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Re: st: Right skewed (positive) dependent variable


From   SURYADIPTA ROY <sroy9163@gmail.com>
To   statalist@hsphsun2.harvard.edu
Subject   Re: st: Right skewed (positive) dependent variable
Date   Thu, 10 Jun 2010 11:31:03 -0400

Maarten,
Thank you very much indeed! I will definitely explore what you have
suggested. I was also surprised to see the different results, since
the transformed variables should be similar. However, as I look at my
program now, I discover the source of the anomaly- my transformatrion
was newvar=ln(1+oldvar).. that explains.

Thanks again,
Suryadipta.

On Thu, Jun 10, 2010 at 10:37 AM, Maarten buis <maartenbuis@yahoo.co.uk> wrote:
> --- On Thu, 10/6/10, SURYADIPTA ROY wrote:
>> My dependent variables are heavily right skewed, and
>> originally a logarithmic transformation did not help with
>> the normality of the (conditional) distribution of
>> the residuals. I transformed the dependent variables
>> using  - ladder - (indicate that it did a logarithmic
>> transformation also) and after carrying out the regressions
>> find that the residuals are normally distributed, -ovtest-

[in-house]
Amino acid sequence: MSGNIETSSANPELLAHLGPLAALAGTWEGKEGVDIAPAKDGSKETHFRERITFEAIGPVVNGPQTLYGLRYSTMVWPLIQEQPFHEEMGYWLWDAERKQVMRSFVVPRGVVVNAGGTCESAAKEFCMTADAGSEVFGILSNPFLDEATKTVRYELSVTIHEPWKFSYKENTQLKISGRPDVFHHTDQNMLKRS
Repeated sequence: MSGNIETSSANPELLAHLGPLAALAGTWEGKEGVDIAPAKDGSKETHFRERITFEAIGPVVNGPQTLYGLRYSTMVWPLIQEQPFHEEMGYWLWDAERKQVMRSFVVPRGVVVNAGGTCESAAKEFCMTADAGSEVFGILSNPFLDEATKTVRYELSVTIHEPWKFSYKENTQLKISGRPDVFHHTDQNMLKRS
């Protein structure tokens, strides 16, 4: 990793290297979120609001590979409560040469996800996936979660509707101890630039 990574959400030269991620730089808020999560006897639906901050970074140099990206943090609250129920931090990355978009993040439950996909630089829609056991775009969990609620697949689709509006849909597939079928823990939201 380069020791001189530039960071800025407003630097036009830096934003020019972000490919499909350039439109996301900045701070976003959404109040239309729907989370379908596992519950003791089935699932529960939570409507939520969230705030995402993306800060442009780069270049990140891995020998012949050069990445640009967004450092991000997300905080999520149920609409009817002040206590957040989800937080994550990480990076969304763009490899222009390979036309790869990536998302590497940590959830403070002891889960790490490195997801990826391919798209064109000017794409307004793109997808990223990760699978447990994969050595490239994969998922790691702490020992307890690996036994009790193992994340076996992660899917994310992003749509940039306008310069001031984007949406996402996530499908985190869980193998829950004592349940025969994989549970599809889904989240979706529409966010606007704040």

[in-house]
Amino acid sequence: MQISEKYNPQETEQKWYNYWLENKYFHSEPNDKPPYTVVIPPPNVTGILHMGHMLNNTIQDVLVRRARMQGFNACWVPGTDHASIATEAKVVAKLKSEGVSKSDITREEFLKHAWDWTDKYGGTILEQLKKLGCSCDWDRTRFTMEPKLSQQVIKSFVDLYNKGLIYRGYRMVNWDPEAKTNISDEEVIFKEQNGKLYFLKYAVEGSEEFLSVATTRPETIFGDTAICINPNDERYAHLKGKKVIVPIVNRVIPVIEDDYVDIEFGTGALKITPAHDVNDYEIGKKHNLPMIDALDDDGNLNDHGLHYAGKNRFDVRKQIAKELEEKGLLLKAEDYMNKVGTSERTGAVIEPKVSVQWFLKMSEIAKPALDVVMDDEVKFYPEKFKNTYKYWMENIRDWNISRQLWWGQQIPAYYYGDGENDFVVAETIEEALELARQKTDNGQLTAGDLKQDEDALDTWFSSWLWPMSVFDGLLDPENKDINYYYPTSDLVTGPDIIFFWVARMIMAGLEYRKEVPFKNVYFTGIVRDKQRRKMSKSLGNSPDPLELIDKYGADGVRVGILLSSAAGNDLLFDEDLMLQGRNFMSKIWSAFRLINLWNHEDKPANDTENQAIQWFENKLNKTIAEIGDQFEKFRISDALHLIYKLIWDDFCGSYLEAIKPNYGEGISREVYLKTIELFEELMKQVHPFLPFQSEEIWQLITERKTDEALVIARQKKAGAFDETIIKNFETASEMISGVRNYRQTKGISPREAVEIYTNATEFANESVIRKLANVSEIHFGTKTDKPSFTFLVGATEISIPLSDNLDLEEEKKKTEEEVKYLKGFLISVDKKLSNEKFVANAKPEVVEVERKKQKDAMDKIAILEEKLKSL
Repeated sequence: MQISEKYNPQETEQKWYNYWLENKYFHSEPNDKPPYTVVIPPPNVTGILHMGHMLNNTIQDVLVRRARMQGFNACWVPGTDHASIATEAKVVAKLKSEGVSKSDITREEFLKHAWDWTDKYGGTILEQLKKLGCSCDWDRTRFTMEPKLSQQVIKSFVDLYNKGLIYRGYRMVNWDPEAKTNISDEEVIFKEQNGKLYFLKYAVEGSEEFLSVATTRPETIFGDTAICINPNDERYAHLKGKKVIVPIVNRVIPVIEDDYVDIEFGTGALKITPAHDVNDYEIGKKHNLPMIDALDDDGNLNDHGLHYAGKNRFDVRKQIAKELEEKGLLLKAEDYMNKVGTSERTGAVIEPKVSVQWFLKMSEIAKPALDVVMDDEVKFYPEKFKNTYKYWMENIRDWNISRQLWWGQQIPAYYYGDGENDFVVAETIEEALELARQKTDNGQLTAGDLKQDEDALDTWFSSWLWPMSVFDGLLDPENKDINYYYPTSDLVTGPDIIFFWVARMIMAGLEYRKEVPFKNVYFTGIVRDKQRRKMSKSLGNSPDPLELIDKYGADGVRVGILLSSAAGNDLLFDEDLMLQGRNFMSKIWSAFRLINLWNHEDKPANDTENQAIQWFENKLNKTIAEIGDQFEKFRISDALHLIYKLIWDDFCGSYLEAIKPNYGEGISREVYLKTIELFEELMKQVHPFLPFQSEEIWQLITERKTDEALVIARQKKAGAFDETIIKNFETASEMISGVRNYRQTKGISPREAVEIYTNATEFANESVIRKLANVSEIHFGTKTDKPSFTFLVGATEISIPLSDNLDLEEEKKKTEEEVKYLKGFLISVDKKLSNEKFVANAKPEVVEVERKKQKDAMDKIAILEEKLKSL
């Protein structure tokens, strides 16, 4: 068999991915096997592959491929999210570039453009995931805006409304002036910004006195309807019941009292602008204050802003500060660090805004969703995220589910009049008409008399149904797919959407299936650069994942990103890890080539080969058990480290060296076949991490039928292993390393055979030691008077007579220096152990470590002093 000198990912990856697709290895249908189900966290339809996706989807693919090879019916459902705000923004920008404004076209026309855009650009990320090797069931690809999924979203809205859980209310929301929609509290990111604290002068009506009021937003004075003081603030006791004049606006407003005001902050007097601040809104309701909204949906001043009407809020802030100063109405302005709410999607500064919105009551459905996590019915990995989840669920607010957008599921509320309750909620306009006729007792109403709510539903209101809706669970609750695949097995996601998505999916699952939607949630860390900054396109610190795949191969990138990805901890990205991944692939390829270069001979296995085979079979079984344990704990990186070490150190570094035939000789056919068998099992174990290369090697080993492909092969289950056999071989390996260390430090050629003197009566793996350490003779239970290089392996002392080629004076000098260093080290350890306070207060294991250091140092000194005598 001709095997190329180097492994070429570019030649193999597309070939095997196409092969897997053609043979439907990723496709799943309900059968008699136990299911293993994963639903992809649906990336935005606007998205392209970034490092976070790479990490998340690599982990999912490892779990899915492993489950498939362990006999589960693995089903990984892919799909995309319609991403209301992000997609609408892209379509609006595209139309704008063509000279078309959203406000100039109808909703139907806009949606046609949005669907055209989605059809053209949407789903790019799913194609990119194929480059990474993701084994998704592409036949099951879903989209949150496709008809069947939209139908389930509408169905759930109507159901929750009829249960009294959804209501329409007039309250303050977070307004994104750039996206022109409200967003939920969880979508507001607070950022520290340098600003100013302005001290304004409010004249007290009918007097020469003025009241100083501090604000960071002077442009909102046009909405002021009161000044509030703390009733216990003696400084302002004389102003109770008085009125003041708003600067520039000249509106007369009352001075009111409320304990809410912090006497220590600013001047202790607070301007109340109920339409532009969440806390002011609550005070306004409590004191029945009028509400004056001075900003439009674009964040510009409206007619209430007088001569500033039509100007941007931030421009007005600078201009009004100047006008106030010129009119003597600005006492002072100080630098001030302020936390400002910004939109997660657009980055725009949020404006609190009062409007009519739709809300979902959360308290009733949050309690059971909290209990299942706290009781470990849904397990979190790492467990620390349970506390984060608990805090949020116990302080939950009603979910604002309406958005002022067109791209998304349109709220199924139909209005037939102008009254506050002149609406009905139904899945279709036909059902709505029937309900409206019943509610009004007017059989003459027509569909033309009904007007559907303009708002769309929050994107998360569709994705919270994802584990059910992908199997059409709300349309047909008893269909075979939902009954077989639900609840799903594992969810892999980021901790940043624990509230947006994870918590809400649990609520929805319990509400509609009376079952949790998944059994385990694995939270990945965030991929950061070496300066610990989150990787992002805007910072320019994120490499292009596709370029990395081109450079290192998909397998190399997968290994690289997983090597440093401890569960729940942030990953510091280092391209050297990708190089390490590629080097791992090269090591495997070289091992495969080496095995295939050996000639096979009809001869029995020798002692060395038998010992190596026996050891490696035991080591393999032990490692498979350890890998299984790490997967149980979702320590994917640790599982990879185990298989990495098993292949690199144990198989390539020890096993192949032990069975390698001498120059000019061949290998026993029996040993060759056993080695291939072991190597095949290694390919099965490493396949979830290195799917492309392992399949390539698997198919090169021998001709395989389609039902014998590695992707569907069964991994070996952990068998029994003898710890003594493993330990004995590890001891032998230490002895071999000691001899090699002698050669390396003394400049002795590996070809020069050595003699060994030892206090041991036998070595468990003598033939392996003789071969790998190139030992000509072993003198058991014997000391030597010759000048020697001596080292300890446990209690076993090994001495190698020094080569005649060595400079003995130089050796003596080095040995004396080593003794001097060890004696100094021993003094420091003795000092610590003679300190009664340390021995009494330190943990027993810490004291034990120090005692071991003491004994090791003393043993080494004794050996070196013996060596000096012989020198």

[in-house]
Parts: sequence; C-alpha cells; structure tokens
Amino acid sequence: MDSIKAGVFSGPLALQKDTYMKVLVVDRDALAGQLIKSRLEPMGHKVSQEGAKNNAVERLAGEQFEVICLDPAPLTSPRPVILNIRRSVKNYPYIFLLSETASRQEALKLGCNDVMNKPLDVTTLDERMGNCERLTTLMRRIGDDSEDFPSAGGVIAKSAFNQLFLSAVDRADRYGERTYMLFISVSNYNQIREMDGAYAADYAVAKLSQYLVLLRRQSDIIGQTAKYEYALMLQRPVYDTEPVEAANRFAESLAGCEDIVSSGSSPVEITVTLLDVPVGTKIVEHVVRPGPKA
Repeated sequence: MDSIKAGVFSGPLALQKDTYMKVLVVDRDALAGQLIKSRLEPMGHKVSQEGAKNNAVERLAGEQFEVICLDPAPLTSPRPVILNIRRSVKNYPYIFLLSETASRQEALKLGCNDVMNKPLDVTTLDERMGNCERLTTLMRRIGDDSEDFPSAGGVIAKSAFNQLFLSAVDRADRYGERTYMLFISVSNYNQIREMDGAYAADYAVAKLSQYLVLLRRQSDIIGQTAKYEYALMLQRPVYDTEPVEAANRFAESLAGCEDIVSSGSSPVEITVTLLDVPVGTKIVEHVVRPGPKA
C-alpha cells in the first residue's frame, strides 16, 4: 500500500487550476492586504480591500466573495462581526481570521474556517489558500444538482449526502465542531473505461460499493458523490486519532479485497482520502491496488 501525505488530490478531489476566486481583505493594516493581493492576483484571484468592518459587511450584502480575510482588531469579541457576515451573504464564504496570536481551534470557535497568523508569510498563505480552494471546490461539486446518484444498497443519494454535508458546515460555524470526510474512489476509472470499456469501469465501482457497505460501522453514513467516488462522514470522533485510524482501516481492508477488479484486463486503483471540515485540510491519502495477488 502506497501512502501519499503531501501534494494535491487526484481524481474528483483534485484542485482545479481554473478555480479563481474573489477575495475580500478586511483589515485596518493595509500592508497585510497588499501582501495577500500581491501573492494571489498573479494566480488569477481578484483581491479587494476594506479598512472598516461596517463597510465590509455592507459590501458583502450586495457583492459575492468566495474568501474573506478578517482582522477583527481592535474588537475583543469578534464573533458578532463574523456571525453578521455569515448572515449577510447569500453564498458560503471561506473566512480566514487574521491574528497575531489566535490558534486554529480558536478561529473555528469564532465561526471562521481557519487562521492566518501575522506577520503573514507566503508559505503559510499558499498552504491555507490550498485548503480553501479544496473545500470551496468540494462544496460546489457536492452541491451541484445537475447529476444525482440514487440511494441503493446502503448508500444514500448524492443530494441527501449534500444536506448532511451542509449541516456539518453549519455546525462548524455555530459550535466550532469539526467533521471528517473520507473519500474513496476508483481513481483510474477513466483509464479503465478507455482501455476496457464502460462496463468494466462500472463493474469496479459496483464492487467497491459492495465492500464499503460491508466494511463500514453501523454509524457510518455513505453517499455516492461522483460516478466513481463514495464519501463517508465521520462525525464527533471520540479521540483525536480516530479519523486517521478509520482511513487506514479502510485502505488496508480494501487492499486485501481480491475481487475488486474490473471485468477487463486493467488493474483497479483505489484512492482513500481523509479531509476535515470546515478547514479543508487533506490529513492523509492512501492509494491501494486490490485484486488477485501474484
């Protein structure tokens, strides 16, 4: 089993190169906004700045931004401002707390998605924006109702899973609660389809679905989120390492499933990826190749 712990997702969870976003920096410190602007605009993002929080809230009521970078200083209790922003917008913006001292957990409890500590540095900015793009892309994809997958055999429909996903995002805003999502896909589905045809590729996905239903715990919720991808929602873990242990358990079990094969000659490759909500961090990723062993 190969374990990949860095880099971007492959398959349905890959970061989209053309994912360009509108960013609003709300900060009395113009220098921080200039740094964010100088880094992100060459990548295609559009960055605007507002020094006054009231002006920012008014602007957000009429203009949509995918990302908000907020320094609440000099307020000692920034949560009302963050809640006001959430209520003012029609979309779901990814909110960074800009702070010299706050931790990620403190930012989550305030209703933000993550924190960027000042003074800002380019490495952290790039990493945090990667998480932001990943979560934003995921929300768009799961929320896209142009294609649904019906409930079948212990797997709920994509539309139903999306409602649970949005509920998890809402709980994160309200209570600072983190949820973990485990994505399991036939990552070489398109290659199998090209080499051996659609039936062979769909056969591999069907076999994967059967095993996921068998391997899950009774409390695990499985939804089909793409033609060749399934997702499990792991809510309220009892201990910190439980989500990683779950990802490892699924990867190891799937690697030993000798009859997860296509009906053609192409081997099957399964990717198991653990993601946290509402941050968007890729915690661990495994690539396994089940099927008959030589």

>> and -linktest- do not indicate any unexplained variation,
>> the level of significance in all cases are significantly
>> higher, and the explanatory variable of interest is coming
>> out to be strongly significant in most cases (all good
>> news!?) I am wondering if someone could suggest me as to how
>> much faith I can have in the regressions, and why did my
>> original transformation did not yield the same results as
>>- ladder- .
>
> That is very odd, you should get the exactly the same variable:
>
> *------ begin example ---------
> sysuse citytemp, clear
> ladder tempjuly, gen(sqrt1)
> gen sqrt2 = sqrt(tempjuly)
> assert sqrt1 == sqrt2
> *------- end example ----------
>
> Anyhow, if you want to interpret your results you are usually
> much better of by using -glm- with the appropriate -link()-
> option (in your case -link(log)-), than transforming your
> dependent variable. The whole logic behind regression is that
> you want to look how the mean of your dependent variable differes
> across values of your independent variables. If you (non-linearly)
> transform your dependent variable, then you are no longer looking
> at the mean of your dependent variable, and back transforming
> won't work either. I nice discussion can be found here:
>
> Nicholas J. Cox, Jeff Warburton, Alona Armstrong, Victoria J. Holliday
> (2007) "Fitting concentration and load rating curves with generalized
> linear models" Earth Surface Processes and Landforms, 33(1):25--39.
> <http://www3.interscience.wiley.com/journal/114281617/abstract>
>
> Hope this helps,
> Maarten
>
> --------------------------
> Maarten L. Buis
> Institut fuer Soziologie
> Universitaet Tuebingen
> Wilhelmstrasse 36
> 72074 Tuebingen
> Germany
>
> http://www.maartenbuis.nl
> --------------------------
>
>
>
>
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